The Easiest $100 Billion in Fiscal Showdown Negotiations

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The Easiest $100 Billion in Fiscal Showdown Negotiations

Negotiations over the fiscal showdown are approaching the end game as talks between President Obama and Speaker Boehner show signs of progress towards a deal. The latest offer by the Obama administration to the GOP includes $100 billion in Pentagon reductions over the next decade, or $10 billion a year from a base budget of over $500 billion. This figure is substantially below the consensus that has emerged across national security think tanks – and even the defense industry –  that agree the Pentagon budget can be reshaped to be more efficient and effective by smartly managing reductions and setting new investment priorities that reflect 21st century needs. Below, we review how think tanks across the spectrum would go beyond $100 billion to reshape the Pentagon.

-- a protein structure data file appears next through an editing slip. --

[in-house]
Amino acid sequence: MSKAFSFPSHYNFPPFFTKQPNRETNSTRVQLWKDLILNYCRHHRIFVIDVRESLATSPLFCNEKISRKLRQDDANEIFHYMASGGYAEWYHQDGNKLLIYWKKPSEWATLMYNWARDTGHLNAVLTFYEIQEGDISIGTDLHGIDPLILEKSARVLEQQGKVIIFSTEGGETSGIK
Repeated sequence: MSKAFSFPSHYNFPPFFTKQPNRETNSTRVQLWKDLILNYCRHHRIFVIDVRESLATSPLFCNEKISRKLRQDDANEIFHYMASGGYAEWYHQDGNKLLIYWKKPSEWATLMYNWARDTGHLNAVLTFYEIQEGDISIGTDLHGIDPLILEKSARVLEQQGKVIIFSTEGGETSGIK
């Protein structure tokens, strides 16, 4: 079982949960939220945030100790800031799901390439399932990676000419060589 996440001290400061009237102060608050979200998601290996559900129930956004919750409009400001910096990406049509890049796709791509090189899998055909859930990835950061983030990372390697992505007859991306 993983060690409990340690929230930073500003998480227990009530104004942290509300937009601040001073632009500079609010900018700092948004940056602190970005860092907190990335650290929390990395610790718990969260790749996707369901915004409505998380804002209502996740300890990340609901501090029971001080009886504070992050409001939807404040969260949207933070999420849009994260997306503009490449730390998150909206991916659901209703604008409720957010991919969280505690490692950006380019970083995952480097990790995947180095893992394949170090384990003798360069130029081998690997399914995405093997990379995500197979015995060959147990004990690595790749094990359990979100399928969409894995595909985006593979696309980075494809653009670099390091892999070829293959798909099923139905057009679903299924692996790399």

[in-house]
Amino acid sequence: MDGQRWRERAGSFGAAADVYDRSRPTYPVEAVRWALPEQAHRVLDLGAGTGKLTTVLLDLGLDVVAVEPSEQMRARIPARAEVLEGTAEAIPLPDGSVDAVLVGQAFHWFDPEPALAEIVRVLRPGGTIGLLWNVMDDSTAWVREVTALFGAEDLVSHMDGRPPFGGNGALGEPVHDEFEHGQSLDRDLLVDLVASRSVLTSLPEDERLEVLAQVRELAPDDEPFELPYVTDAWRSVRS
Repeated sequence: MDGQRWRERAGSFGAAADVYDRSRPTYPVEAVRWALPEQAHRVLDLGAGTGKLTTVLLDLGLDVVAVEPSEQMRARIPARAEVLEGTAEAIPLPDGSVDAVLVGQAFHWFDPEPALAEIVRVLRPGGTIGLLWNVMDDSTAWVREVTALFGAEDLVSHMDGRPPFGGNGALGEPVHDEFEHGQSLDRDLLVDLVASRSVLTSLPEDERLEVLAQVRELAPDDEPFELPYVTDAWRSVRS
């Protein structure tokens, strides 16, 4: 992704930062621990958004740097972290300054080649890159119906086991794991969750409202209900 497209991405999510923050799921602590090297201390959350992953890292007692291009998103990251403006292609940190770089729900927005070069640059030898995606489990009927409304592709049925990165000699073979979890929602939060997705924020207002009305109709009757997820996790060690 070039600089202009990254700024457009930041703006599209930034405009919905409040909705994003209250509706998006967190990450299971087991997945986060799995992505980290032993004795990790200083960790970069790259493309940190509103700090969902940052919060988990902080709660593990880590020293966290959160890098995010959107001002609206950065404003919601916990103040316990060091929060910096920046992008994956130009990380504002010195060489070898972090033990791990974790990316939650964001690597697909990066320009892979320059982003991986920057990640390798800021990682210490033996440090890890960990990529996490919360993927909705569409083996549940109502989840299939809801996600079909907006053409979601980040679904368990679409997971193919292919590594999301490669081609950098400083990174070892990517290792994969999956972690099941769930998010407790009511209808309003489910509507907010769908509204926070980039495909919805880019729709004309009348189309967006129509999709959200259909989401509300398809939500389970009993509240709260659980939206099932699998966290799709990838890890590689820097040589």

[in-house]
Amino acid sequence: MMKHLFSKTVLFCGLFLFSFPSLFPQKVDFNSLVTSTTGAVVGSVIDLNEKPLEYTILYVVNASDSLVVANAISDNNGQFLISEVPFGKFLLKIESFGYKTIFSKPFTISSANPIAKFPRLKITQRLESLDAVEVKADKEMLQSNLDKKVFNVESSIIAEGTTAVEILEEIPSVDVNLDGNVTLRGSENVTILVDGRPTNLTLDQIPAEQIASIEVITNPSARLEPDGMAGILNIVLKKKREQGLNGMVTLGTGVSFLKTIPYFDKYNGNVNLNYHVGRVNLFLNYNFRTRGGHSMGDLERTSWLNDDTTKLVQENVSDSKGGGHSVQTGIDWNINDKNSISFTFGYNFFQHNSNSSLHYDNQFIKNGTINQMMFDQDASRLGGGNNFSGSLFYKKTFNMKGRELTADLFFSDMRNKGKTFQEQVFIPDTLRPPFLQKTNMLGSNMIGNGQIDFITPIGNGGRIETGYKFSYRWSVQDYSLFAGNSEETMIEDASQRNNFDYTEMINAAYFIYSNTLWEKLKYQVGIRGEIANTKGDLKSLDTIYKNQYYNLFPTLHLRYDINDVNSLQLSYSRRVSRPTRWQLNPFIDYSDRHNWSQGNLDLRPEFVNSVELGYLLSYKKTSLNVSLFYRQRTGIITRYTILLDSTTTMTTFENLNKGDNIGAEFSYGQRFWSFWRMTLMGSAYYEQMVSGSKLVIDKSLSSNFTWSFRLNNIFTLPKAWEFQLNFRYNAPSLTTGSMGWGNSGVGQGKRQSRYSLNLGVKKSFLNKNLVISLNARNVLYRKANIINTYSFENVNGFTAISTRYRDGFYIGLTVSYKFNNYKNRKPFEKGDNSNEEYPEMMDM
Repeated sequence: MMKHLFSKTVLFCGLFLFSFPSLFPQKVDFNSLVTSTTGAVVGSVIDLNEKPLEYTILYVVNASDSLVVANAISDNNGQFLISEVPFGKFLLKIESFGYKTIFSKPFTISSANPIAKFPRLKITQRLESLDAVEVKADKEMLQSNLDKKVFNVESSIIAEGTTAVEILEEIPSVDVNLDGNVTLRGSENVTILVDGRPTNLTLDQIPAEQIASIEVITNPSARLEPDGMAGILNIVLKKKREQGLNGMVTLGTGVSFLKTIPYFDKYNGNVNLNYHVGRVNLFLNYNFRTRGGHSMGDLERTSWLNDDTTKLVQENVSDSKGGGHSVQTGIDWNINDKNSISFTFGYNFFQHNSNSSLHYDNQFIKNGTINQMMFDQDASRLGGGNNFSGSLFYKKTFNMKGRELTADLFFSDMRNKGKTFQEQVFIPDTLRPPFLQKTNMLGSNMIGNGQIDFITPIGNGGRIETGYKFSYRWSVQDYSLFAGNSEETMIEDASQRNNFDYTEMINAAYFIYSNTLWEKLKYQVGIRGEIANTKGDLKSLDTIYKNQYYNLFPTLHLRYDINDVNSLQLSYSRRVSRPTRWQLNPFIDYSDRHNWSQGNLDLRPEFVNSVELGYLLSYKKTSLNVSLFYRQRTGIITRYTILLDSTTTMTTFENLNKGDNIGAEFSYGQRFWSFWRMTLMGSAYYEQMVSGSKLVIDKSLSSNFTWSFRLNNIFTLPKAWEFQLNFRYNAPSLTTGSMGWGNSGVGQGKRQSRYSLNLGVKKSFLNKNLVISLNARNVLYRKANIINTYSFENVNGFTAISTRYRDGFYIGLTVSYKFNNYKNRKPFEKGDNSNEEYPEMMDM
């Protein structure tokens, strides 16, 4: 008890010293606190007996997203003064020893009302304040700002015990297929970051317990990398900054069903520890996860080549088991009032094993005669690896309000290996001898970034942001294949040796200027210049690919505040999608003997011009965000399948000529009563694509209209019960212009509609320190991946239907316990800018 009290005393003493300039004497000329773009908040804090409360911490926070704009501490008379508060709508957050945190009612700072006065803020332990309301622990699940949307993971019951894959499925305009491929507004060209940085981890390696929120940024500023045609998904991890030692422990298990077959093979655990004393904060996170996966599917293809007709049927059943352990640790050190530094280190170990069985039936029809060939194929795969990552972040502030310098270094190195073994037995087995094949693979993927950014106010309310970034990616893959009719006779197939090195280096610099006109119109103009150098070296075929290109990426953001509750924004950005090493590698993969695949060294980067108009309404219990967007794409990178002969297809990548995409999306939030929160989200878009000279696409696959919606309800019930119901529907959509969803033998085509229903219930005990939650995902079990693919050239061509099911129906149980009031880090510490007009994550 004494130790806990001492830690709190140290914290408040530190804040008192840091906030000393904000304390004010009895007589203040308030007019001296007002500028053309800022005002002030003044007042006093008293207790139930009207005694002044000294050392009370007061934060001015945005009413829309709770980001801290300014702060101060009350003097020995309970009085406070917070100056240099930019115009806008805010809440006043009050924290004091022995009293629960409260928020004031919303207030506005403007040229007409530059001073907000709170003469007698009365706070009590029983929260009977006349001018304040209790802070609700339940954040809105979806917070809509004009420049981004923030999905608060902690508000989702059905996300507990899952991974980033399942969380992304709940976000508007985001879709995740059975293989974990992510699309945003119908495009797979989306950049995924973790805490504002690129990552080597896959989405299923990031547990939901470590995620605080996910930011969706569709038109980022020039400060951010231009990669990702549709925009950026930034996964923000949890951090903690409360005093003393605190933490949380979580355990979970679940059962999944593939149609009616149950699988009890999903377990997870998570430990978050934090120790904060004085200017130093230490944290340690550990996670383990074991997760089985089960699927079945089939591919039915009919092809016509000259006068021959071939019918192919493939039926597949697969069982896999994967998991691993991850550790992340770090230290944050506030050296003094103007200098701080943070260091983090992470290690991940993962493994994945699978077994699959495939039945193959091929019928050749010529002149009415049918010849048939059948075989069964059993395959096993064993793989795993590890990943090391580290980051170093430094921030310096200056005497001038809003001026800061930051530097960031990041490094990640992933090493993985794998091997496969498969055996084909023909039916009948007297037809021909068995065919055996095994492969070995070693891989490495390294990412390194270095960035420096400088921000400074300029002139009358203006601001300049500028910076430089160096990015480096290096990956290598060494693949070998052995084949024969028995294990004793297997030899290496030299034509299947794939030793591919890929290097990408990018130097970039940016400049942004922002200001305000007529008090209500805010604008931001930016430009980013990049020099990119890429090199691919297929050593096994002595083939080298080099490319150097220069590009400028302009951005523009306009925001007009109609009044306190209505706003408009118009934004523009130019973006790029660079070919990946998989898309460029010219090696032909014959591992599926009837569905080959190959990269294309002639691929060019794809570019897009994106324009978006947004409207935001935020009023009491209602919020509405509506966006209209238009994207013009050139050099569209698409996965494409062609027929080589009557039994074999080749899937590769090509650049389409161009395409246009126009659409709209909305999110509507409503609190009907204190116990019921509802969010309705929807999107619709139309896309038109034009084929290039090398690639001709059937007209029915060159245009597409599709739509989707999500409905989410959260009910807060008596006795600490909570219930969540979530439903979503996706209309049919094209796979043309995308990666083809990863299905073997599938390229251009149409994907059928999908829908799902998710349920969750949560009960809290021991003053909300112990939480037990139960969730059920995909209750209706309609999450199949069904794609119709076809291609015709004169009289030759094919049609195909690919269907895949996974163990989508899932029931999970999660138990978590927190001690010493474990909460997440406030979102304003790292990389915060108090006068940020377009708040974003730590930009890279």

A $100 billion reduction over the next decade – just $10 billion a year – could be easily met without affecting combat power. For example:

Acquisition reform – at least $100 billion over the decade: The United States plans to spend over $2 trillion over the next decade to acquire new equipment. But Pentagon acquisition practices are infamously inefficient. A study by the Stimson Center found that efficiencies in acquisition practices, including better contracting, commercial off-the shelf purchasing when appropriate and streamlining how the military creates requirements for new equipment could save $100 billion or more over the next decade.